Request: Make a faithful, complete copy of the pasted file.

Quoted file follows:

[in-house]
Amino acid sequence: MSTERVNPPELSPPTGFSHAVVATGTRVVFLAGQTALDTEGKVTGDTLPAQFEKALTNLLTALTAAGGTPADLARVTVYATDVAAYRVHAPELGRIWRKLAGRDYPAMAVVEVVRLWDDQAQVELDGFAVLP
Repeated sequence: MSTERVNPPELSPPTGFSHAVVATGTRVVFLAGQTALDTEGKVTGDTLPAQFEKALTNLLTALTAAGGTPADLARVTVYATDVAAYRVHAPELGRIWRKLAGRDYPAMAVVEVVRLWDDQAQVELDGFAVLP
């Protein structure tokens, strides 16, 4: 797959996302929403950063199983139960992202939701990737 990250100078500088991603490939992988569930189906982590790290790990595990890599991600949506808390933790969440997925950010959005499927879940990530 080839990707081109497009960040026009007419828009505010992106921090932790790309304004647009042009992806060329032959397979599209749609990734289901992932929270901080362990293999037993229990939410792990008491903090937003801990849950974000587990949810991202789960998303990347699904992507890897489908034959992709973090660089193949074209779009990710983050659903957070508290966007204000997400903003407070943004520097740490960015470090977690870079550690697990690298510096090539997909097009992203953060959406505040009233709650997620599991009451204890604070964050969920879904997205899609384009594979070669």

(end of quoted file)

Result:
[in-house]
Amino acid sequence: MSTERVNPPELSPPTGFSHAVVATGTRVVFLAGQTALDTEGKVTGDTLPAQFEKALTNLLTALTAAGGTPADLARVTVYATDVAAYRVHAPELGRIWRKLAGRDYPAMAVVEVVRLWDDQAQVELDGFAVLP
Repeated sequence: MSTERVNPPELSPPTGFSHAVVATGTRVVFLAGQTALDTEGKVTGDTLPAQFEKALTNLLTALTAAGGTPADLARVTVYATDVAAYRVHAPELGRIWRKLAGRDYPAMAVVEVVRLWDDQAQVELDGFAVLP
């Protein structure tokens, strides 16, 4: 797959996302929403950063199983139960992202939701990737 990250100078500088991603490939992988569930189906982590790290790990595990890599991600949506808390933790969440997925950010959005499927879940990530 080839990707081109497009960040026009007419828009505010992106921090932790790309304004647009042009992806060329032959397979599209749609990734289901992932929270901080362990293999037993229990939410792990008491903090937003801990849950974000587990949810991202789960998303990347699904992507890897489908034959992709973090660089193949074209779009990710983050659903957070508290966007204000997400903003407070943004520097740490960015470090977690870079550690697990690298510096090539997909097009992203953060959406505040009233709650997620599991009451204890604070964050969920879904997205899609384009594979070669």